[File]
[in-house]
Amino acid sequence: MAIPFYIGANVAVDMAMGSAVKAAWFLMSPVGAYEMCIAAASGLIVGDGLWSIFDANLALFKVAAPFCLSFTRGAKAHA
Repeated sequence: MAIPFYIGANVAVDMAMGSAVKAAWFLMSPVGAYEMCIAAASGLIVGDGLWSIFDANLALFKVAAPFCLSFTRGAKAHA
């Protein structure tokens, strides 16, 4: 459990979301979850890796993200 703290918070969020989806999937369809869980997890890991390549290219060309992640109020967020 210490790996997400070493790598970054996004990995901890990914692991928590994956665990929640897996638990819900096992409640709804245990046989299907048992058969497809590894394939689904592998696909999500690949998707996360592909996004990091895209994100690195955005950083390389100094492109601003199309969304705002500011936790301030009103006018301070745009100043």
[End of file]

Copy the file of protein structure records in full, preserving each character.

[in-house]
Amino acid sequence: MAIPFYIGANVAVDMAMGSAVKAAWFLMSPVGAYEMCIAAASGLIVGDGLWSIFDANLALFKVAAPFCLSFTRGAKAHA
Repeated sequence: MAIPFYIGANVAVDMAMGSAVKAAWFLMSPVGAYEMCIAAASGLIVGDGLWSIFDANLALFKVAAPFCLSFTRGAKAHA
């Protein structure tokens, strides 16, 4: 459990979301979850890796993200 703290918070969020989806999937369809869980997890890991390549290219060309992640109020967020 210490790996997400070493790598970054996004990995901890990914692991928590994956665990929640897996638990819900096992409640709804245990046989299907048992058969497809590894394939689904592998696909999500690949998707996360592909996004990091895209994100690195955005950083390389100094492109601003199309969304705002500011936790301030009103006018301070745009100043």